Expert bats for multipurpose dams

In Photo: Children play at the unfinished spillway connecting Bohol Irrigation Project Stage 1 to Stage 2. Project proponents have complained of the P1.246-billion increase in the project cost.

The country’s irrigation systems should be “retrofitted” to serve multiple purposes, making it more climate-resilient and investor friendly, according to an agricultural think tank.

Pablito M. Villegas, president and CEO of agricultural think tank Meganomics Specialists International Inc., told the BusinessMirror that dams should be “bundled” for multiple purposes, including irrigation, hydropower generation, domestic water use and flood control.

“Right now, what the government is doing is just the ‘rehabilitation’ [of dams], which is only in the context of saying the dams will work for agriculture. But when I say ‘retrofitting,’ it means dams should be bundled for multi-use of water resources,” Villegas said.

The expert, who is also a consultant of the National Economic and Development Authority on irrigation for food security, said doing so would promote water conservation and attract more private-sector investment in agriculture.

Water conservation

Villegas said some of the irrigation systems in the country still have not delivered their full benefits to farmers due to constraints brought about by the weather.

He cited some parts of Mindoro, where some irrigation systems could not provide water to all of its service areas.

“One [dam] in Mindoro has a service area of 6,000 hectares. But during the rainy season, only about 20 percent of the total service area can be irrigated, while during the dry season, it can only irrigate 2.5 percent,” Villegas said.

“It’s because during the rainy season, the area becomes flood prone, so most of the farmlands cannot be used for agriculture. During the dry season, there is simply no water supply,” he explained.

This is where the flood-control feature of irrigation systems should come in, he said.

“During the rainy season, the system should collect the rainwater. When the dry season comes in, that’s when we can release this water,” Villegas said.

Coupled with watershed and river basin rehabilitation, Villegas said this could be a viable water-conservation and climate-resiliency strategy of the government.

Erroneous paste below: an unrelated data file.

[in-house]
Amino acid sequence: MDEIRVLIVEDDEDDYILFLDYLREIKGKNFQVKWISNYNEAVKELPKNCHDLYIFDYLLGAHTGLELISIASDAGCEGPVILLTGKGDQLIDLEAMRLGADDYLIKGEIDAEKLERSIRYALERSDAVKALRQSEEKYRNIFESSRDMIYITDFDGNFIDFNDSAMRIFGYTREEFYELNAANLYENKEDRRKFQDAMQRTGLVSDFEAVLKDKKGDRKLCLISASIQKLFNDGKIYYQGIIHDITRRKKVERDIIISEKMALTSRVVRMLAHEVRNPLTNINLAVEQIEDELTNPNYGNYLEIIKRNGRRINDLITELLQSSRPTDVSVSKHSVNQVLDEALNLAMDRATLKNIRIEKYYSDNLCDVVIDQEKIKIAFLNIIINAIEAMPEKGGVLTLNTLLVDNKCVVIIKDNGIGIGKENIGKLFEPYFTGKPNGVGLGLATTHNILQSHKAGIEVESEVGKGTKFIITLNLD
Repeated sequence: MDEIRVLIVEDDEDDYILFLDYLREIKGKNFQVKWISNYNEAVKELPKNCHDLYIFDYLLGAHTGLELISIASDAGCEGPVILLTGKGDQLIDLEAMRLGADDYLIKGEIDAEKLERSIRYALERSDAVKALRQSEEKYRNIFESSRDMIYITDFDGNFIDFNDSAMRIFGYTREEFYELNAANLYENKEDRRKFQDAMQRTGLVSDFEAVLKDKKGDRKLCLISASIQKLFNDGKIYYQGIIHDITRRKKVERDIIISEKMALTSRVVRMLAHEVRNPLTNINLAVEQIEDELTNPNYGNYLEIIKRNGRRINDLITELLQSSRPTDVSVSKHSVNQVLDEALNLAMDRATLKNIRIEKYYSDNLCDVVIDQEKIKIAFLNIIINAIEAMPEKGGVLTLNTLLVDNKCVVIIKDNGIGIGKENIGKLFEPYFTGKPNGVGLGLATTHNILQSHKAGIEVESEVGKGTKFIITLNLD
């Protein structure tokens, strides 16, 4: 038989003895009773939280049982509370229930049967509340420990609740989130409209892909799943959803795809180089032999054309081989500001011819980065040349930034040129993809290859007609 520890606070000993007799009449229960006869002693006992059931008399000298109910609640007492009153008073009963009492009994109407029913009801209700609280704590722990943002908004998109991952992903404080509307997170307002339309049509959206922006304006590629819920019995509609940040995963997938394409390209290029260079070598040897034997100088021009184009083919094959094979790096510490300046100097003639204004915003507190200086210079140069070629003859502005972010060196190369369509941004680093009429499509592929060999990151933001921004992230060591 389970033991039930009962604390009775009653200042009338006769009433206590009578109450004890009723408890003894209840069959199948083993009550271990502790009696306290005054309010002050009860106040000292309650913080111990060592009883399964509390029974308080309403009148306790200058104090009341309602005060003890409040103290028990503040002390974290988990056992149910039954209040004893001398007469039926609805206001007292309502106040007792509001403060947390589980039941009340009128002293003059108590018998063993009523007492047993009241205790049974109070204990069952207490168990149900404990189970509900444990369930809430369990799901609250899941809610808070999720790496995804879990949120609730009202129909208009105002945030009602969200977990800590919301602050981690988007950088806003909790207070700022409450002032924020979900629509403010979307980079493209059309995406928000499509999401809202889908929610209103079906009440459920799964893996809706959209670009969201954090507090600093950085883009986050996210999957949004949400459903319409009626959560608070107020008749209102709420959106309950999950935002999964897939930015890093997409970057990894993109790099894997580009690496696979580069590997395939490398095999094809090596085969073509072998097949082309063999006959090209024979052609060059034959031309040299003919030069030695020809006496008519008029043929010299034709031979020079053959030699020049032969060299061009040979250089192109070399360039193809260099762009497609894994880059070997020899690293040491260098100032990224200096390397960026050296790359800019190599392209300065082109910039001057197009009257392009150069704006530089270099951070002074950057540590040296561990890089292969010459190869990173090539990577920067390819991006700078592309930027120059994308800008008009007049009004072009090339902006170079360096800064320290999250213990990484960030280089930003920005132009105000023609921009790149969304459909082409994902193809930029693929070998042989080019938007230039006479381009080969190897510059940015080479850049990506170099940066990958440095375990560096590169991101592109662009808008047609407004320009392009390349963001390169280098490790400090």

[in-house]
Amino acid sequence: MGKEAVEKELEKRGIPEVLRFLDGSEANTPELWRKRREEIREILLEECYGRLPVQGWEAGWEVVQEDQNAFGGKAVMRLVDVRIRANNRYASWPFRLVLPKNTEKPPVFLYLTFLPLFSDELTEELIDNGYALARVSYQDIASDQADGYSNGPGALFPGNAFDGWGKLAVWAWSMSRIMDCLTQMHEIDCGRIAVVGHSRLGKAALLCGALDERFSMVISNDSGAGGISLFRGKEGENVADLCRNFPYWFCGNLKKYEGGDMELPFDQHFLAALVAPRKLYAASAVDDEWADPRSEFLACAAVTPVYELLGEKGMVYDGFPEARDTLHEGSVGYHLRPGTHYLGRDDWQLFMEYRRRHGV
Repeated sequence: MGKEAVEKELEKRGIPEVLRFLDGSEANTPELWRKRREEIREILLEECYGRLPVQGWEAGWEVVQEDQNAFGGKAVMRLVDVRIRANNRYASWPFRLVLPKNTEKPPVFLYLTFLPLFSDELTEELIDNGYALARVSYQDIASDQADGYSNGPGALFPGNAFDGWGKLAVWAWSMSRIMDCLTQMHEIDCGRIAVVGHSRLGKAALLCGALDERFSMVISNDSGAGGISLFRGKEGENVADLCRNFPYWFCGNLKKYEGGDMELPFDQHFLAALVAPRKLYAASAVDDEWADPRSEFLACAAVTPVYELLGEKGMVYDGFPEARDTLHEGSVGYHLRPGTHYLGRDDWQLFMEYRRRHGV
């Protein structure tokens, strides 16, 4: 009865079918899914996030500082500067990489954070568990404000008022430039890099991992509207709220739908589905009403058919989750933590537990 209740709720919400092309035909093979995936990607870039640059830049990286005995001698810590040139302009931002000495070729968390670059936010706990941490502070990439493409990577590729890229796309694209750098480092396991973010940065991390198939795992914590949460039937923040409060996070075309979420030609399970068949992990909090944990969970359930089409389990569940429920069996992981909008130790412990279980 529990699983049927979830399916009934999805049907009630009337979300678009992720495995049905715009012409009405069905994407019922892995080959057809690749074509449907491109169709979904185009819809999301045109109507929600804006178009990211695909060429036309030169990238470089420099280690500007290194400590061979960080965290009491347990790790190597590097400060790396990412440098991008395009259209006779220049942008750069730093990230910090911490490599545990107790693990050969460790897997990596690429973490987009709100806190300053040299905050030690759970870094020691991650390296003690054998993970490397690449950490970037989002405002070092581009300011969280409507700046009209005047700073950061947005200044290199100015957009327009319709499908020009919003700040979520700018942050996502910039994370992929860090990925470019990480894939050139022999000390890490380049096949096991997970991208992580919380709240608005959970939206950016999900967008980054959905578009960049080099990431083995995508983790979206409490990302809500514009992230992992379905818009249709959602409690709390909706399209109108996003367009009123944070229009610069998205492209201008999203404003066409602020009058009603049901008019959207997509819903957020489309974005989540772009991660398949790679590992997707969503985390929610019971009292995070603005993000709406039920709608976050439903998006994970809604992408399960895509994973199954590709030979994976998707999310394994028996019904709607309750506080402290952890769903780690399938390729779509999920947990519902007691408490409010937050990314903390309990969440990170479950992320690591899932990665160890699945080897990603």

PPPs and irrigation subsidies

According to Villegas, bundling water dams for multiple purposes can attract more public-private partnerships (PPP) for irrigation projects.

“There is no PPP for irrigation projects because there is no profit in irrigation,” the expert said.

He explained that the private sector will only be interested in investing in irrigation systems when they can also be used for hydropower and domestic uses.

Attracting private investors in the construction of irrigation systems and water dams, in turn, would allow the government to minimize the funds needed and fast-track the expansion of the country’s irrigated areas. The country still has a backlog of 1.5 million hectares in terms of irrigation.

It will also allow the government to partially subsidize the irrigation fees of farmers, he said.

“Subsidizing irrigation would be hard to do without draining the budget of the government. That would cost millions,” he said.

“With the earnings gained from the hydropower and domestic water supply facet of the multipurpose dams, the government will then have funds to subsidize irrigation,” he added.


National Irrigation Administration Spokesman Pilipina Bermudez told the BusinessMirror the agency currently has multipurpose irrigation projects, such as the Pantabangan Dam and Magat Dam.

“We have irrigation systems that can be used for hydropower. The Pantabangan and Magat dams are both a combination of hydropower and irrigation,” Bermudez said.

While the NIA does have multipurpose irrigation projects, Villegas said it should be done in a programmatic approach, rather than a per-project approach.

However, Philippine Institute for Development Studies senior research fellow Roehlano Briones said feasibility studies should be done first to identify areas that provide opportunities to construct more multipurpose dams.

“Whether other areas would be suitable for such, given the condition of our watersheds, I’m not sure, but if proper feasibility study is done and there are selected areas where this can be done, then why not have such,” Briones told the BusinessMirror.

Bermudez, for her part, said the NIA currently has 364 areas that can become potential hydropower plant sites. However, she said the agency is constrained by the Electric Power Industry Reform Act law, which disallows the agency to operate hydropower plants.

“What we do is we tie up with the private sector, so what we have are PPPs. We have one plant that is ongoing construction, it’s in partnership with Aboitiz Power Corp.,” she said.

Bermudez said the agency is eyeing more PPPs, specifically for megadams that the government is incapable of funding.

Meanwhile, incoming Agriculture Secretary Emmanuel F. Piñol earlier said the Department of Agriculture, under his term, will focus more on the expansion of small-scale irrigation systems.

Dr. Rolando Dy, executive director of the University of Asia and the Pacific’s Center for Food and Agribusiness, said he agrees with this direction, as large irrigation projects are often too costly and have poor economic returns.

Briones, likewise, said the next administration should not discount large irrigation systems, especially if private entities are interested in investing in multipurpose dams.



Image credits: Nonie Reyes


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